CALGARY -- One day after many in the hospitality industry called for an adjustment of Alberta’s health measures, gyms and fitness studios are also questioning why they can’t open.

On Monday, multiple restrictions will be lifted.

That’ll allow Albertans to book in a haircut or a tattoo — what they won’t allow for is an indoor workout.

That doesn’t sit right with the owners of Grit Fitness in northeast Calgary.

“Right now, what people need is that consistency,” owner Brad Soanes said. “They need the ability to get out of their homes and get that therapy that they really need. Without physical exercise, it’s hard to be a healthy human being.”

Soanes and partner Thomas Chan are lobbying the government to grant fitness studios an exemption.

They’ve been closed since early December.


Larger gyms are also lobbying for the same thing, but Grit Fitness says they have a more compelling argument.

“We have a trainer, one big space, and (only) one client,” Chan said. “It’s all appointment only.”

Grit focuses on one-on-one exercise.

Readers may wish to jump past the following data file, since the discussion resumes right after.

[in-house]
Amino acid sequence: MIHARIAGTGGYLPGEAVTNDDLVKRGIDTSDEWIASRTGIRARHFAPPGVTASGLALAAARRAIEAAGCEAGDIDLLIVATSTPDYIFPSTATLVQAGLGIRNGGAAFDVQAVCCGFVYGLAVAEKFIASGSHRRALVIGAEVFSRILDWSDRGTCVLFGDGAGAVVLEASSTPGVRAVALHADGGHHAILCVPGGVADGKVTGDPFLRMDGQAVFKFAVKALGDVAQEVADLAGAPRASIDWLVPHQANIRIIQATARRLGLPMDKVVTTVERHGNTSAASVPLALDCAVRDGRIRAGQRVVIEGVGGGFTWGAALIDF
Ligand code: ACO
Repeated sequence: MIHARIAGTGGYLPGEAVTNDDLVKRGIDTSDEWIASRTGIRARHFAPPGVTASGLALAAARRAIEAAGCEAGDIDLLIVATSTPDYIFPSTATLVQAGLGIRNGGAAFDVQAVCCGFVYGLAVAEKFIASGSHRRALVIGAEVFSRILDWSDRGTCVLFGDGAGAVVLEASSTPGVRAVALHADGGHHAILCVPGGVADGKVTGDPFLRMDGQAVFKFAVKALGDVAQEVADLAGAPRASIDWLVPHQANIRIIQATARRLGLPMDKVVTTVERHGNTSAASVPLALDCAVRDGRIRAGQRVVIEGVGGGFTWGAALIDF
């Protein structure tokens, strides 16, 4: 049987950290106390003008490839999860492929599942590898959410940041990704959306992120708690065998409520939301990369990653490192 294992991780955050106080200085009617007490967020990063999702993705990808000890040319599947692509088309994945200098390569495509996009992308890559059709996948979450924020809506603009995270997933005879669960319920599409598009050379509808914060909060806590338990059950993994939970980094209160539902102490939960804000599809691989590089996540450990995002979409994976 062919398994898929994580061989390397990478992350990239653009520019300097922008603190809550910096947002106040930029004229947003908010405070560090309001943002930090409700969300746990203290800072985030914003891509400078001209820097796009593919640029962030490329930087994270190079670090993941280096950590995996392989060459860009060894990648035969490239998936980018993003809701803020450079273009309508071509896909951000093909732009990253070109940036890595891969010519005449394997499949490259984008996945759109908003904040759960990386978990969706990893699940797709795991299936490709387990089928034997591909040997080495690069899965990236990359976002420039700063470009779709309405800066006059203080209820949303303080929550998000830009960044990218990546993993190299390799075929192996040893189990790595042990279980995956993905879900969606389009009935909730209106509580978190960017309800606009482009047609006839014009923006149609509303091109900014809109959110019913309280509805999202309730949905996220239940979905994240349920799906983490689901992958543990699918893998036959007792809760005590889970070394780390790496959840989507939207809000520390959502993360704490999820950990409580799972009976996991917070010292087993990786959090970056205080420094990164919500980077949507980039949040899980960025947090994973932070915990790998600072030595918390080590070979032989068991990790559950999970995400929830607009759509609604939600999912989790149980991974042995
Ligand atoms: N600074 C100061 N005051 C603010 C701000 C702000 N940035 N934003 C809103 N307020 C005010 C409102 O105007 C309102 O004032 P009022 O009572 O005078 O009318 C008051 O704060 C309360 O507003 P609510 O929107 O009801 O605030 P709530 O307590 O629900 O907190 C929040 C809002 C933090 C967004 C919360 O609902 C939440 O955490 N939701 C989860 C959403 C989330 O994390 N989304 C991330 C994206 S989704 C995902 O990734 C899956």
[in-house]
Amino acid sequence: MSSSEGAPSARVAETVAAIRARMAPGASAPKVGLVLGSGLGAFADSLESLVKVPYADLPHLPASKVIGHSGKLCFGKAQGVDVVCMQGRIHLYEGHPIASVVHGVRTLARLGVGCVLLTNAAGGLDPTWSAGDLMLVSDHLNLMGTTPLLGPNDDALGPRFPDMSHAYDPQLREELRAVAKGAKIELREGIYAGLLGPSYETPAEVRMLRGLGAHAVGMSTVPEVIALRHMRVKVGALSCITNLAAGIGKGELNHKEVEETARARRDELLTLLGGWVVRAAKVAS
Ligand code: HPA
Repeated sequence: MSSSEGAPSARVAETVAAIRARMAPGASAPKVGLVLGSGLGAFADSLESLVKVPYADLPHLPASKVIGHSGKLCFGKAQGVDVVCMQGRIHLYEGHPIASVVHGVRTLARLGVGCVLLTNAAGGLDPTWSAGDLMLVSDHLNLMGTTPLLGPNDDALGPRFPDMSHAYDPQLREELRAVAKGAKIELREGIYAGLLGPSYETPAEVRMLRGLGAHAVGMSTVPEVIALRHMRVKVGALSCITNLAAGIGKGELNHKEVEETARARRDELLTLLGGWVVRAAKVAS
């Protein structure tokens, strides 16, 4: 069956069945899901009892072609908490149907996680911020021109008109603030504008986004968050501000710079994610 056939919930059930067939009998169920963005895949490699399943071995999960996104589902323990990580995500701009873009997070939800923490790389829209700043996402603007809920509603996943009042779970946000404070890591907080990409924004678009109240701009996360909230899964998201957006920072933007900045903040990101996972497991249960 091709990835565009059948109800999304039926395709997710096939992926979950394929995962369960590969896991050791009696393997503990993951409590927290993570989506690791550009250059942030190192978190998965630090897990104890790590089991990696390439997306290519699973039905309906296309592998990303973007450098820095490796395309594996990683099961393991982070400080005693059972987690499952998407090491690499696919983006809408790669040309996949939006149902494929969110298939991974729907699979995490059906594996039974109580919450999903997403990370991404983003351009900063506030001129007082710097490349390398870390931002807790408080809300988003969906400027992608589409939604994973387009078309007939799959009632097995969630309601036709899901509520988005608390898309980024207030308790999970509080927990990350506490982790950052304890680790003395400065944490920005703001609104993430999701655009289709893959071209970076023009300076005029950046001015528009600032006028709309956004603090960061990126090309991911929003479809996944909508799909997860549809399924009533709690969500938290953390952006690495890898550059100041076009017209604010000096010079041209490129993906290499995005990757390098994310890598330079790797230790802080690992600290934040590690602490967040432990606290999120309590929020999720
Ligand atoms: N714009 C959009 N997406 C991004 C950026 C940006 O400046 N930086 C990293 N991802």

Owners believe that offers them more space to stay safe and fewer opportunities to break health rules bigger gyms may struggle with.

“We also contract trace and we check everybody’s temperature when they come in the door,” Soanes said.

Owners emphasize the mental health aspect of their workouts.

They believe the classes they offer keep their clients healthy, both physically and mentally.

Soanes says working out offers a chance to release stress and improve one’s headspace.

He also believes it offers an escape: one reason why he hasn’t taken the province up on another offer.

Under Alberta’s current health orders, one-on-one workouts are allowed virtually or at a client’s home.

Soanes believes those options don’t offer his clientele a chance to truly immerse themselves in the exercise.


As bars and restaurants also look towards the province for help, many health experts agree the next reopening wave could take some time.

It’s expected the government and provincial health experts want to study the data of the first reopening before proceeding with the next step.

Even still, business owners in multiple industries are asking for any sort of timeline clarity so they can prepare.

Owners at Grit say they’d love some idea of what the next month or two will look like.

Chan says the unpredictability of the situation is a tough pill to swallow.

“Uncertainty itself is one of the biggest problems we’re dealing with right now,” he said. “If I have to lose 80 per cent this month, make 10 per cent next month and then lose 100 per cent next’s a plan for failure.”